Political Donations Lead to Sweetheart Deals in Contracts
Aggregating the presence or absence of a no-bid, cost-plus, multi-year and cost/pricing data exclusion terms into a Sweetheart Index, the researchers found that firms with stronger political connections more frequently have these terms included in their contracts — the more these terms appear, the better the deal for the vendor and often not the taxpayer.
Companies that make political donations are more likely to be awarded government contracts with terms containing “sweetheart deals” for the firms, according to a new study by researchers at Florida Atlantic University, Ball State University and the University of Colorado-Colorado Springs.
The researchers looked at the effect of political connections on a firm’s federal contracting activity and found that connected firms are more likely to be awarded a government contract and their contracts are larger in size and represent a higher portion of their total sales. The study, to be published in the journal Financial Review , focused on four “sweetheart” terms that are clearly beneficial to the firm, but not so obviously advantageous to the government.
“We designed this Sweetheart Index that basically captures the sweetness of the deal,” said study co-author David Javakhadze, Ph.D., assistant professor of finance in FAU’s College of Business. “What we show is that the more political connections firms have the more likely they are to receive contracts with these sweetheart deals in it.”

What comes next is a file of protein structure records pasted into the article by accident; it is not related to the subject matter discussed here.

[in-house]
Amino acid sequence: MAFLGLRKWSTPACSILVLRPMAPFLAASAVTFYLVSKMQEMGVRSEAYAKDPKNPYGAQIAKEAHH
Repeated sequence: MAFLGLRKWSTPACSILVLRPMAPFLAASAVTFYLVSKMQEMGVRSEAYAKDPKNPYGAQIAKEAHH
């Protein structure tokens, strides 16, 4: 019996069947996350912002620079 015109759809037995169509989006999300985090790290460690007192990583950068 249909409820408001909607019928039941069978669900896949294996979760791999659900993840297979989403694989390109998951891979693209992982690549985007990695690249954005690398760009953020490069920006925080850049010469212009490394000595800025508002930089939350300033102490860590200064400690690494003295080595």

Aggregating the presence or absence of a no-bid, cost-plus, multi-year and cost/pricing data exclusion terms into a Sweetheart Index, they found that firms with stronger political connections more frequently have these terms included in their contracts — the more these terms appear, the better the deal for the vendor and often not the taxpayer. This is reflected with higher values of the Sweetheart Index for these connected firms. Defense and aerospace industry firms have the highest scores on the index.
Javakhadze and his fellow researchers, Stephen P. Ferris, Ph.D., dean of the UCCS College of Business, and Reza Houston, Ph.D., assistant professor of finance at BSU, also found that increases in political contributions are associated with an increase in the Sweetheart Index for contracts awarded to these firms. Given that the government spends vast amounts on its contracts, the researchers believe a more complete understanding of how quid pro quo relations influence that process is necessary.
The findings suggest that political action committee contributions provide a unique mechanism of political connectedness beyond lobbying and the employment of former government officials. Finally, since the government does not obviously benefit from the inclusion of these “sweetheart” contract provisions, it suggests areas for reform or revision in federal acquisition regulations.
“We found that these sweetheart deals create value for the firm, which is good for shareholders,” Javakhadze said. “Our preliminary evidence suggests that it is not good for taxpayers or efficient for government. Further research needs to establish more conclusively these implications.”